Spiritual mother of Uighurs or terrorist?
Rebiya Kadeer is a petite, successful businesswoman, who now lives in exile in Virgina.
Her followers dub her "the spiritual mother of the Uighur people" and one admirer nominated her for a Nobel peace prize. The Chinese government calls her "an ironclad separatist colluding with terrorists and Islamic extremists."Skip to next paragraph
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She has rocketed to international prominence, however, on the back of accusations by Beijing that she was the "black hand" who instigated the most savage rioting to have hit China in 60 years. In last Sunday's violence in Xinjiang's capital, Urumqi, the Chinese government says 156 people died and more than 1,000 were injured – apparently mostly Han Chinese bystanders.
"She did as much, or more, than the Dalai Lama and his clique to sow resentment among the ethnic Uighur people and instigate their discontent and hatred towards the government," the Peoples Daily, official mouthpiece of the ruling Communist party, charged in a shrill editorial Tuesday.
That was a back-handed compliment. "In a sense, the Chinese have handed her a propaganda victory by suggesting that she has so much authority over Uighurs" in Xinjiang, says Gardner Bovingdon, an expert on Uigher affairs at Indiana University in Bloomington.
Ms. Kadeer, a petite woman in her early 60s who now lives in Virginia, denies the allegations. "It is a common practice of the Chinese government to accuse me for any unrest in East Turkestan" – the name Uighur activists give Xinjiang – she said in a statement earlier this week.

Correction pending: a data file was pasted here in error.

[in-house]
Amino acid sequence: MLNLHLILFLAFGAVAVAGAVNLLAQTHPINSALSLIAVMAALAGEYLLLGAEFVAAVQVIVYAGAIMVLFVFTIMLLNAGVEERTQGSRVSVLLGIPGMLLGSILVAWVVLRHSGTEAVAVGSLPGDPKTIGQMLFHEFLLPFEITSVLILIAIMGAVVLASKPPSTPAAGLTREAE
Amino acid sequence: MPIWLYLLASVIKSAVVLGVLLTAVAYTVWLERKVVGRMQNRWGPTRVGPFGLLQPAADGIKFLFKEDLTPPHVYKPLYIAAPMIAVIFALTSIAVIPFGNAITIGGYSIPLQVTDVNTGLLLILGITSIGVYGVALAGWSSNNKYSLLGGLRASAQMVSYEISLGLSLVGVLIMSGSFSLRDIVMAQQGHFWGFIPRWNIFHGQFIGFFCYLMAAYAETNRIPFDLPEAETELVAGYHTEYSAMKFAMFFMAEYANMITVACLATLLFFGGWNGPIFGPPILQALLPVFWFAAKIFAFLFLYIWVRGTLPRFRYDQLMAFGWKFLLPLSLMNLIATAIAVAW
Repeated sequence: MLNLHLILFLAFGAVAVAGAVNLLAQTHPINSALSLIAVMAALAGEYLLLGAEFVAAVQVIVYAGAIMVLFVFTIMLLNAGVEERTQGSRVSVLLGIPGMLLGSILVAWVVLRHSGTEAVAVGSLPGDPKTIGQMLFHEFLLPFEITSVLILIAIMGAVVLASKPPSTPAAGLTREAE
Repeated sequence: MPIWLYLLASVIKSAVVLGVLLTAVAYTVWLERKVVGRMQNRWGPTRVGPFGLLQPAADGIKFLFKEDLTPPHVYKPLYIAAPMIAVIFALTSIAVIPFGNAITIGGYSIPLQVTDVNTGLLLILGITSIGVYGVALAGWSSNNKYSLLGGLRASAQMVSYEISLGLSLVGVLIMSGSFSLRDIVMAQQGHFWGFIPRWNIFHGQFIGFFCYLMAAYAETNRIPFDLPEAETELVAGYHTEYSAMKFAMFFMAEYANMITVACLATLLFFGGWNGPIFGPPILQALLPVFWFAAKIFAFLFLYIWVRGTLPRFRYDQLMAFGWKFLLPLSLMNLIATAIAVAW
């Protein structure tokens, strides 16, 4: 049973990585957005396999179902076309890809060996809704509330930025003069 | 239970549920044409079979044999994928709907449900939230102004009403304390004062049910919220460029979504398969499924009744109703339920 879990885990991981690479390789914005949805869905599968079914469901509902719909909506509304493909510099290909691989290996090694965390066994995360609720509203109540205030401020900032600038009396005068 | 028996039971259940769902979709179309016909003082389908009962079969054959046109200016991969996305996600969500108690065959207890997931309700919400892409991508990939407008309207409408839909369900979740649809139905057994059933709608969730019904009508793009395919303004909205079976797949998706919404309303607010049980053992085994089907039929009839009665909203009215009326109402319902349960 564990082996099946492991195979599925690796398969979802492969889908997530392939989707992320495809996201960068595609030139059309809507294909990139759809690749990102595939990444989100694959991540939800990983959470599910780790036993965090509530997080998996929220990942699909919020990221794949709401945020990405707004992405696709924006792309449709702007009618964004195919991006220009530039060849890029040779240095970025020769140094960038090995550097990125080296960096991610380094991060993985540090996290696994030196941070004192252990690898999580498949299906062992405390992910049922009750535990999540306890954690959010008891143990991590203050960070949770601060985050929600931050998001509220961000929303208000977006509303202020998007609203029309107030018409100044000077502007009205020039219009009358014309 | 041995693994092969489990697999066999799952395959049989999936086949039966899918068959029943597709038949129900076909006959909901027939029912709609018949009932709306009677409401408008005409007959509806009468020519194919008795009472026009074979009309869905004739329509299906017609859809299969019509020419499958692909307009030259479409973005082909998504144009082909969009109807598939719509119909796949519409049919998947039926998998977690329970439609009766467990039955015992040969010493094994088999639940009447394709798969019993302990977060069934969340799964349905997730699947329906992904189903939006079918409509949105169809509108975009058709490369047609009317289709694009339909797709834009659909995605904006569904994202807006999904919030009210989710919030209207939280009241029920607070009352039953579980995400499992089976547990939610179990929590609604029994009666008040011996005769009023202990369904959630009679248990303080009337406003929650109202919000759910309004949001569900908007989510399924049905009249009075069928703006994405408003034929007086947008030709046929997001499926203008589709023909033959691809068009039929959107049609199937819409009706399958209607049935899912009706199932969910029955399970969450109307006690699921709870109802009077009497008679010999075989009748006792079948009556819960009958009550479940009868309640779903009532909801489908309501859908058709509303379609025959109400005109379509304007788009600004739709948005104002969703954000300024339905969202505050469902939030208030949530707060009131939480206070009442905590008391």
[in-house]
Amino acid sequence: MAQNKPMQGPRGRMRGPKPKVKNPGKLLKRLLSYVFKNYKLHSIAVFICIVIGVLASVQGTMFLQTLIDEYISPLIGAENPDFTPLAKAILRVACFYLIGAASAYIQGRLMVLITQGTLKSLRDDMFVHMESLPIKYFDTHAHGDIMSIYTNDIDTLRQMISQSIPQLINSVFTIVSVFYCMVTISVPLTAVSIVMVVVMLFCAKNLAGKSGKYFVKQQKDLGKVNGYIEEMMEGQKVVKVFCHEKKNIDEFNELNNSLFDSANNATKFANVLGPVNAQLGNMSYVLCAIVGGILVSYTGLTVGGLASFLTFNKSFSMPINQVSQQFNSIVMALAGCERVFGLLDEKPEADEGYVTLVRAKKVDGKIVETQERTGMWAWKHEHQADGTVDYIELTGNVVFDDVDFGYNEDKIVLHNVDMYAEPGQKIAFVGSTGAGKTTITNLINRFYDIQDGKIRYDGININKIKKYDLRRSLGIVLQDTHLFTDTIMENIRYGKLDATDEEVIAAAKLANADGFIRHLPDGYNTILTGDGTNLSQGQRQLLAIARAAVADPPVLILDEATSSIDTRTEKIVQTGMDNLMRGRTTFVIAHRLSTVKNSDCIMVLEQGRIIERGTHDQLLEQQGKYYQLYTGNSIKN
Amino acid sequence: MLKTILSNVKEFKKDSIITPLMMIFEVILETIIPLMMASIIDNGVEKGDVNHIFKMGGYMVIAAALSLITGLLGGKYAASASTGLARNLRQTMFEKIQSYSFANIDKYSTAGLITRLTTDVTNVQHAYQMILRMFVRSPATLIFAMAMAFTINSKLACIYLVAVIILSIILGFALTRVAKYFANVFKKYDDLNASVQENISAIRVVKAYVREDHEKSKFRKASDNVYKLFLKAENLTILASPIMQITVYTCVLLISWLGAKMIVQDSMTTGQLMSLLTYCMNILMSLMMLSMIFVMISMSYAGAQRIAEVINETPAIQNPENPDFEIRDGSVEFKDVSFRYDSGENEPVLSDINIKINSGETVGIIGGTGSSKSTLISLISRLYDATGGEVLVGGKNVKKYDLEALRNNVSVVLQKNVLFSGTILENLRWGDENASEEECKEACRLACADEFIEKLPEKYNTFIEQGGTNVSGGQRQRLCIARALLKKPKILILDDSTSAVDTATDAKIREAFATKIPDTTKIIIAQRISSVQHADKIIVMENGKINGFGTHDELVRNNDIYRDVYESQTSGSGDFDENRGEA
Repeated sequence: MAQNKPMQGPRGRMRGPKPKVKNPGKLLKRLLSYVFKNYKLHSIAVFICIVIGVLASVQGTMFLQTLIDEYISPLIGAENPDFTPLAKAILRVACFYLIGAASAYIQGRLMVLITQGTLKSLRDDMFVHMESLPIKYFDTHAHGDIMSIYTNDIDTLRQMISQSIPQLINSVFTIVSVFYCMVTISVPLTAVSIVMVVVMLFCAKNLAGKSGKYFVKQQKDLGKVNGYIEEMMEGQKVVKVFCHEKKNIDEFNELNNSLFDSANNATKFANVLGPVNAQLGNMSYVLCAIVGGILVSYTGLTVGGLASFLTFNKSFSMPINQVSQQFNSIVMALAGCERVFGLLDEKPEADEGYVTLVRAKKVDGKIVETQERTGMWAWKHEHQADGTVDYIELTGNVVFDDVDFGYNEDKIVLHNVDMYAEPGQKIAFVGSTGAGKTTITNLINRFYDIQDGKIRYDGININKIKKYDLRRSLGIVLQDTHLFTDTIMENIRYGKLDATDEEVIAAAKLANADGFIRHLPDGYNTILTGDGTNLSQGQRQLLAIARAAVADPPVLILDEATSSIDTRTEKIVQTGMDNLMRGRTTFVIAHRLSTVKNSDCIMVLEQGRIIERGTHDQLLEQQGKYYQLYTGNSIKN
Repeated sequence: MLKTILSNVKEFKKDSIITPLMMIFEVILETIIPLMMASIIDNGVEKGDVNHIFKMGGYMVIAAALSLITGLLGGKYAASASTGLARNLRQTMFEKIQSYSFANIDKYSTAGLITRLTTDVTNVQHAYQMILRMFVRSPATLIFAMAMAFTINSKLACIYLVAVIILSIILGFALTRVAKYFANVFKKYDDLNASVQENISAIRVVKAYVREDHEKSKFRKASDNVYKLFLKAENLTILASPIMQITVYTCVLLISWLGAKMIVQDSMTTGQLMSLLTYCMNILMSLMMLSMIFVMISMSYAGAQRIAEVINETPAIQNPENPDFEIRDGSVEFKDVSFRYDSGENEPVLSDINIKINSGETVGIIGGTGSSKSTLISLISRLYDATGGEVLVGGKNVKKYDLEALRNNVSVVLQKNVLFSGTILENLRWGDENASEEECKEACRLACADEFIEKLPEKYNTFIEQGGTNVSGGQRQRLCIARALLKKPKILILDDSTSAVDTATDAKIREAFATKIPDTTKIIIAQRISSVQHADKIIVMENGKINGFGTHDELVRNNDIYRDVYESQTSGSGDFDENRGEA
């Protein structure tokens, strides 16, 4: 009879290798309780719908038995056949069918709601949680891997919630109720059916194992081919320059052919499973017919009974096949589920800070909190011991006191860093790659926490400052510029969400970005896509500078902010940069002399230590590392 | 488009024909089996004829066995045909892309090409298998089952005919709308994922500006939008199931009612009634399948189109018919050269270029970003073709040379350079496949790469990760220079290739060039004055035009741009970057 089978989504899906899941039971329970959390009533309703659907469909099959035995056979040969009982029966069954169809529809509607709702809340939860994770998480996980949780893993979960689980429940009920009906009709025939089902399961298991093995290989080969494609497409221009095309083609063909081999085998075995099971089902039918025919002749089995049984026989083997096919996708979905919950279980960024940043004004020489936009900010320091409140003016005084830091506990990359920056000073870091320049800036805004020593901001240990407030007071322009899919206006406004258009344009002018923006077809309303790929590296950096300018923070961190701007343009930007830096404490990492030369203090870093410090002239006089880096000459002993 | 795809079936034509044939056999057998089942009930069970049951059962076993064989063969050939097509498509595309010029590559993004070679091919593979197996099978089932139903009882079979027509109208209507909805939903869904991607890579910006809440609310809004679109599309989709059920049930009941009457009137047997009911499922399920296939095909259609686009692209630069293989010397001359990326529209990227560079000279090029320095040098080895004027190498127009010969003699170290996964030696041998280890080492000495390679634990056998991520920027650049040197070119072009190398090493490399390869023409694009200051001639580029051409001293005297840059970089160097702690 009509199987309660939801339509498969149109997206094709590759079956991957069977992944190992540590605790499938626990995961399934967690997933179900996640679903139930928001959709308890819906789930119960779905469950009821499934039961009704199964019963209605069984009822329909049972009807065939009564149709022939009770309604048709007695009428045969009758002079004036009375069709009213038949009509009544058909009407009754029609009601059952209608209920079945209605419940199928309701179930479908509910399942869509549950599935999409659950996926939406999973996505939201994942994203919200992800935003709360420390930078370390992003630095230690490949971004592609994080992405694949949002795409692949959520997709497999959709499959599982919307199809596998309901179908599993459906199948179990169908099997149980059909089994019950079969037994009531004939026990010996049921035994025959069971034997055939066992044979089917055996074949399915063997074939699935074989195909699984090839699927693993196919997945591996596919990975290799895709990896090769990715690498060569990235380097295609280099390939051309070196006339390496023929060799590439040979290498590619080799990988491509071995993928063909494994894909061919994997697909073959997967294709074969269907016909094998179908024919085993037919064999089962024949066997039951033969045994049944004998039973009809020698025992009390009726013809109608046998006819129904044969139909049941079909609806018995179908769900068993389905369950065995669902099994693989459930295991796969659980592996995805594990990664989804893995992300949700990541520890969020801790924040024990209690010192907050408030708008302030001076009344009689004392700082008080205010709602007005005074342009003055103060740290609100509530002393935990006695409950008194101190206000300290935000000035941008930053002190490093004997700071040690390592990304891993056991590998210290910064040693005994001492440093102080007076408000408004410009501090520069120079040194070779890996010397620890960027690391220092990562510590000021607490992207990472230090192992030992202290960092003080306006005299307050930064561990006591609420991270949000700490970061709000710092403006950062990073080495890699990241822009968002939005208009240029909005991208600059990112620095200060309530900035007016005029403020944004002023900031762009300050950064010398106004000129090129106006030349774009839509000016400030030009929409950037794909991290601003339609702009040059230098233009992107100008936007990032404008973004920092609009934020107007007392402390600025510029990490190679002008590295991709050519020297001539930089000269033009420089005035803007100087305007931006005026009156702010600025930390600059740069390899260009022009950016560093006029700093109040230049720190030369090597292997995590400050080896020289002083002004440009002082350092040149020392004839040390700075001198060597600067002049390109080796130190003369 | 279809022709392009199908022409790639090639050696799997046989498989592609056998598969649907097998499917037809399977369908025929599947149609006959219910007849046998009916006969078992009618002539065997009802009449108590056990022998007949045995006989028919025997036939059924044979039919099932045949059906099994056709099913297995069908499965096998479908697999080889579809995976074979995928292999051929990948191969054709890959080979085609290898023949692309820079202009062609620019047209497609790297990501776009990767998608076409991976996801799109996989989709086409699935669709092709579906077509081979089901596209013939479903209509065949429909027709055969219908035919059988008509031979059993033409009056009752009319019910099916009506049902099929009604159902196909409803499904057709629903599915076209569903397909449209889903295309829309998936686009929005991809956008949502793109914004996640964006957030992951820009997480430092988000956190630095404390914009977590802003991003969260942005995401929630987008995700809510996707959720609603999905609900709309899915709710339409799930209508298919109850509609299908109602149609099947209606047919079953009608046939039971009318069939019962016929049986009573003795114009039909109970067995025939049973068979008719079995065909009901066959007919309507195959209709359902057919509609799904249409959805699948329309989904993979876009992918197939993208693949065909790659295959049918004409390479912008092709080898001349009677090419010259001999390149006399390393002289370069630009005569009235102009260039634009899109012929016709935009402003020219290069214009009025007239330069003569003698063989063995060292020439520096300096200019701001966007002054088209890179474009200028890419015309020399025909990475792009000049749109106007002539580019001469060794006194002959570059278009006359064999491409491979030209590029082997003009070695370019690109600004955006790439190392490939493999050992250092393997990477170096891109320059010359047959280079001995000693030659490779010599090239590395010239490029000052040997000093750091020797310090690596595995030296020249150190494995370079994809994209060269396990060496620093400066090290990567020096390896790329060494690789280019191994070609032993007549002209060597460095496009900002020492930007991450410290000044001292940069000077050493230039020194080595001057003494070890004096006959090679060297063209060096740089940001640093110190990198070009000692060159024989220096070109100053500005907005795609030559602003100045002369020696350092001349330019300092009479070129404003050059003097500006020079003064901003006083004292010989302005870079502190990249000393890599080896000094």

Kadeer, mother to 11 children, former millionaire and ex-jailbird, has a colorful, and painful, past.
Feted, then jailed, by Chinese officials
Once she was the richest woman in Xinjiang, having amassed a fortune trading commodities with neighboring Central Asian countries and owning Urumqi's largest department store.
Officials would bring foreign visitors to meet her, as living refutation of Uighurs' complaints that Chinese policies relegated them to second-class citizenship.
She was even named to the prestigious Chinese Peoples Political Consultative Conference (CPPCC), a parliamentary advisory body. It was on the floor of that chamber that she changed her colors, dramatically.
In her autobiography "Dragon Fighter," Kadeer recalls how she had grown increasingly resentful of China's colonial-style treatment of her fellow Uighurs. At the 1997 meeting of the CPPCC she rose to speak. "Is it our fault that the Chinese have occupied our land? That we live under such horrible conditions?" she asked.
The speech cost her all her official positions and earned her the enmity of the Chinese government. Two years later, she was arrested on her way to meet a US congressman visiting Urumqi, charged with tax evasion and leaking state secrets. She was convicted and sentenced to eight years imprisonment.